Monday, March 7, 2016

Saturday & Sunday, April 2 & 3: Knife Making Class

Sat. & Sun., April 2 & 3, 9-4. Knife Making, $175


This class involves basic blacksmithing techniques. We heat spring steal and cut it using hand tools. The metal is then shaped to a blade and tang through heating and hammering. The blade is then filed and sanded to your satisfaction. We make use of power belt sanders as well. Students will cut brass rivets and fit a hardwood handle to their tang. We heat treat the blade. Student are instructed on the annealing process. Here are some photos of the process of the knife making as recorded by one of our recent students.
This is our side draft forge.




We use propane burning forges, although coal burning forges are also available to use. The reason for this is that it takes some time to master the use of a coal burning forge. Students would be far more likely to overheat their metal and compromise the steel. The propane forge only reaches a particular temperature and will not go beyond that. With a hand crank bellows and a coal fire overheating can occur as air is forced under the coals bring them to even greater temperatures than planned.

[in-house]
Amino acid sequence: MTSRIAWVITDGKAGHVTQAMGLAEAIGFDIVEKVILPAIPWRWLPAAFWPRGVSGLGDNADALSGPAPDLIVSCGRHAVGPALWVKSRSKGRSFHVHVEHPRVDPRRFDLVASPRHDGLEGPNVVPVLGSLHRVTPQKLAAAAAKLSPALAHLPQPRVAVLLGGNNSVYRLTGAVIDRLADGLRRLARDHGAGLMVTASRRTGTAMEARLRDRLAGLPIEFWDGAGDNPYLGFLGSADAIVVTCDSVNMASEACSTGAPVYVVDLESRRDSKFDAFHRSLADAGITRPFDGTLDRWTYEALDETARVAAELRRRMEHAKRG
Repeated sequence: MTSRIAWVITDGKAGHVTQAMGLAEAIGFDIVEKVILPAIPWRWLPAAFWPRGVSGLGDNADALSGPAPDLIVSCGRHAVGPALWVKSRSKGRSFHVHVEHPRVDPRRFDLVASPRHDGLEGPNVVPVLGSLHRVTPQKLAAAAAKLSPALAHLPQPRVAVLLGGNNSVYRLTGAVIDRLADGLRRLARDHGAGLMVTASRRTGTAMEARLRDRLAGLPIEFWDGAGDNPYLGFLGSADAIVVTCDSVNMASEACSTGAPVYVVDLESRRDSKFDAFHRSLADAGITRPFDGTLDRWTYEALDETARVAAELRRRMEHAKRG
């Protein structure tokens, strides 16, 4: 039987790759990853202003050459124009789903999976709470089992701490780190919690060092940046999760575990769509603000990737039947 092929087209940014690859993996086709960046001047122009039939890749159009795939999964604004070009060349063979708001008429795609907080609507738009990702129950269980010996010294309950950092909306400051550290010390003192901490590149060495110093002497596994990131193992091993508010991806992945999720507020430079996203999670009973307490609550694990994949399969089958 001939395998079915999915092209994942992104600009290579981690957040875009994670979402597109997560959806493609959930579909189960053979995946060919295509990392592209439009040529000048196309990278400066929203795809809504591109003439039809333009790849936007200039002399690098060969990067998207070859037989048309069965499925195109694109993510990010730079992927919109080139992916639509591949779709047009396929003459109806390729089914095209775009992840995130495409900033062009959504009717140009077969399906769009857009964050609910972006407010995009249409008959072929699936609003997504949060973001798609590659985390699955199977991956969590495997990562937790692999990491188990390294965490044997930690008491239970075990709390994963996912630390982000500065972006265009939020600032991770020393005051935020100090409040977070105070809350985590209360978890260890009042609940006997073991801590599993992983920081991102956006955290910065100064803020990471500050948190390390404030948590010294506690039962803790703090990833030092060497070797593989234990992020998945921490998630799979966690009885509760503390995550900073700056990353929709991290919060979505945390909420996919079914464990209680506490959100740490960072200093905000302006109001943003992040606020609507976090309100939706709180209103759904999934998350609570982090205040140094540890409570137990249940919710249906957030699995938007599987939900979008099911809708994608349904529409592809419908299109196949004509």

Here we see an early 19th century painting of blacksmithing. As you can see many people are involved; blacksmithing isn't always a solitary endeavor. In the case of the spring steel we are using for our knives we are dealing with large pieces of metal. To heat this metal and to juggle the various tools required to hold it steady on an anvil surface, place a hot cut hand tool on the surface of the heated metal, and then strike that hot cut with a very heavy hammer is an impossibility for one person alone. In teams, the metal for each knife is cut. Once this is accomplished students go to their own anvils and continue the work required to achieve a knife blade.

These are billets cut from a steel spring. we do not want to cut our billets larger as it will require a large amount of time to draw out a tang and form a blade, a blade that is larger than we require for our purposes. Much of the hammer activity involves thinning the metal through a drawing out process. We do not want the blade to be too thick.

This a billet that has been drawn and shaped through heating and hammering. At this point the student may begin filing their knife blade and also shaping the tang.
Here we see a blade after scale has been removed. This is a coating that occurs on the metal surface during the process of heating and hammering. We remove the scale by hand using pieces of coarse grinding stones. Then we use a series of files, whetting stones and sandpapers to achieve our shape and finish.
These are examples of other student forged knives.












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